• We want our students to know and act on the truth that they themselves are fearfully and wonderfully made as a special part of God’s creation, each a masterpiece in their own uniquely created way.
  • When our students study any part of God’s creation, including their body, that they encounter moments of awe-struck wonder and joy in deep appreciation of God’s creativity and power. This shapes a worldview that is quick to see God at work in their world, and we hope leads them to help others to see things for what they really are.
  • As our school theme “We Belong” highlights, just as human body is made of many complex parts dependent on each other, we want our students to understand that amazing things can happen when they choose to see themselves as part of a community -- of believers and learners -- able and ready to serve and to be served.

We pray that God delights in the exploration of his amazing creation each day here at LCES.

SJ

Tuesday, November 7, 2017

Innocence and Remembrance: Valuing peace and sacrifice in our Christian school

Sometimes an unexpected moment gives you a visual that will last you a lifetime.

More than ten years ago while leading a grade eight class through the Ottawa area, a scene captured my full attention. In his youthful exuberance and innocent lack of awareness of its significance, a kindergarten aged child was taking great delight in jumping and climbing all over the Tomb of the Unknown Soldier in its prominent spot near parliament hill. My first response was one of shock at the seemingly brazen disrespect of the sanctity of the place. But how could he possibly understand where he was and what as beneath him? I could not see a parent in sight as I watched this young child trace the edges of the bronze helmet and sword atop the thick slab of cold granite. His eyes wandered up to the group of war-weary soldiers watching from high above on the monument. His boisterous activity immediately stopped as he stared intently at the figures. It was plainly clear that he was trying to figure out what this was all about.

The act of remembrance, deliberately choosing to tell the stories of sacrifice and the often hard won gift of peace, is so very important. We do so to recognize, honour, and thank those who have given of themselves in the past. We do so in order to remind ourselves of what we personally don’t experience daily. We do so because the next generation, like the young boy at the Tomb of the Unknown Soldier, won’t “just know” on their own what this is all about and why it matters.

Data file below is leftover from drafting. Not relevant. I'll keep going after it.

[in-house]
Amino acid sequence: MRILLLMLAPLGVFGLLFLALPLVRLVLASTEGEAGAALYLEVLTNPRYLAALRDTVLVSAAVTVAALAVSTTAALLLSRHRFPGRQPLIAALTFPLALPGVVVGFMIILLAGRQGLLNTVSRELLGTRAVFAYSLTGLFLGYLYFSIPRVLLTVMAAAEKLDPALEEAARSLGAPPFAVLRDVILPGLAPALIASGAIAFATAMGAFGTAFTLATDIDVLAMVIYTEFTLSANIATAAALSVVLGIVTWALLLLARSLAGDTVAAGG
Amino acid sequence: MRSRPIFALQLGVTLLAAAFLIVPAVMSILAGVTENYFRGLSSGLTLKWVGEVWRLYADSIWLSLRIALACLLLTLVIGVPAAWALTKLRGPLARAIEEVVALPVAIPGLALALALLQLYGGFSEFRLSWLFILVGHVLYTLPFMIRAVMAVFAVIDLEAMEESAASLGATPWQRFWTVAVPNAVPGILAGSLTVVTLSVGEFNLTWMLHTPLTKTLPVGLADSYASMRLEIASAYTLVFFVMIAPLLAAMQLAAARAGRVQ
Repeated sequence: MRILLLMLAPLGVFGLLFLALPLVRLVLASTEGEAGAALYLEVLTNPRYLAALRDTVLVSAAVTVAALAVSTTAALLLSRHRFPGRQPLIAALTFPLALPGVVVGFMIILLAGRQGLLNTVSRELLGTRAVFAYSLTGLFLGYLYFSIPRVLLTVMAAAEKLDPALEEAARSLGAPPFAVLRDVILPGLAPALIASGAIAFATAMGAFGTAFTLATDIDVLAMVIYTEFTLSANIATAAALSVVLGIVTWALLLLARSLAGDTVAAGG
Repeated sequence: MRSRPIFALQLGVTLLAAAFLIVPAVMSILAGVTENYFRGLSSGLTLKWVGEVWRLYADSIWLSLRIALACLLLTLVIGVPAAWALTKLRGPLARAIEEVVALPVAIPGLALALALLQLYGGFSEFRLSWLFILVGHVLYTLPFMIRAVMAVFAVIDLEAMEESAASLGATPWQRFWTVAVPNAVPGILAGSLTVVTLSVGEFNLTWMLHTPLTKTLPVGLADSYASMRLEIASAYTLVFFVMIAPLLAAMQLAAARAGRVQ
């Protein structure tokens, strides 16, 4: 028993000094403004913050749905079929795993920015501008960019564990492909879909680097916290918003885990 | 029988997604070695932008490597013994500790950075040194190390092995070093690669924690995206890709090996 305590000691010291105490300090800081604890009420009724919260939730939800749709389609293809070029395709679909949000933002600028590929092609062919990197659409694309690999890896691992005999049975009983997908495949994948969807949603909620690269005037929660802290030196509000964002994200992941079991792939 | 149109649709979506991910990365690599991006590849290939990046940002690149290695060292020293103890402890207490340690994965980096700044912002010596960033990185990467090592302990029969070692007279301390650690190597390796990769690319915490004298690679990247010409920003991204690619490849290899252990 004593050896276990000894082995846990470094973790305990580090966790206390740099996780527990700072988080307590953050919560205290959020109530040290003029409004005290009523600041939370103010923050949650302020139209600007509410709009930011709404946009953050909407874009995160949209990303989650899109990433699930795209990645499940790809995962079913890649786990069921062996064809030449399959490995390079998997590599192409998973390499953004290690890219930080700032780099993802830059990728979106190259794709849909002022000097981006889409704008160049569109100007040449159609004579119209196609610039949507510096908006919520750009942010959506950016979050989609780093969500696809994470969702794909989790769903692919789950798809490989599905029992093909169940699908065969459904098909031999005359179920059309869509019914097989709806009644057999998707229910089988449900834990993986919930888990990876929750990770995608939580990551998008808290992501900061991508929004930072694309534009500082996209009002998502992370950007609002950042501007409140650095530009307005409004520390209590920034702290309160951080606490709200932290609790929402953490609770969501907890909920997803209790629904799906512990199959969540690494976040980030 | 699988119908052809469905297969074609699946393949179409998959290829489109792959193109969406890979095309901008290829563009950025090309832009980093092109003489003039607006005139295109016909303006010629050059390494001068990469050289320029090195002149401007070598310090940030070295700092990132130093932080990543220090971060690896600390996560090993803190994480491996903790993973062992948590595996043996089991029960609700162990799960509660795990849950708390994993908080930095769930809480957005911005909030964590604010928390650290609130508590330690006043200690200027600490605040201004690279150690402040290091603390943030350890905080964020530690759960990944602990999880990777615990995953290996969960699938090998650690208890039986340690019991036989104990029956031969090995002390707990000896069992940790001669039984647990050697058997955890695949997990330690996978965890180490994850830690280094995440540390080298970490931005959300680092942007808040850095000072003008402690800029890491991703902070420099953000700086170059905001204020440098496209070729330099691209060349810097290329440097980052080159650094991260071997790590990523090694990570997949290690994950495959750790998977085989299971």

With help from their teachers, our students will be offered the chance this week to step out of regular routines and the familiarity of their predictable, safe lives. When we pause during Remembrance Day for a moment of silence we meet the devastating extent of sin, the world’s need of a Saviour, and the hope of renewed creation where all wars will cease. I’m thankful our students were given this opportunity to say “I choose to remember.”

SJ

Wednesday, November 1, 2017

From Noticed to Known: Telling Our School's Story

I picked up a take-out pizza once while wearing my jacket with the LCES name and logo on prominent display. A disappointed and hungry customer in front of me heard that his pizza would be four more minutes, after which he immediately swung his attention to me and said “I have four minutes, tell me about that school” One never knows when these opportunities will be presented.

I attended a workshop last week that was entitled “Moving From Noticed To Known.” The presenter shared a journey of growing and maintaining a public presence in one’s internal and external communities – those who know some of your story, and those who are brand new to it.

We have an exciting story to tell here at LCES, one with deep roots and strong convictions, but also with new evidence of God’s continued blessing and provision. We hope you enjoy hearing the good things happening here every day in the stories, pictures, and postings that we share by various methods. I encourage you to share them often - in print, electronically, or better yet through conversations. 

I encourage you to reflect on LCES and consider how you might partner with us to spread the news about our school. Parents who share their thoughts joyfully about what they have experienced at our school are a huge asset to our future. A great resource to use to prepare you for conversations with potential families is our school’s website and facebook page. Another source to guide consideration of Christian education can be found at www.whychristianschools.ca.  It’s a tool not connected to one specific school, but rather frames the blessing and investment that Christian schooling entails.

I also invite you to pray for the Lord’s leading as we look to represent ourselves faithfully. Consider what your part might be in passing the message along. What’s the story you can share?


SJ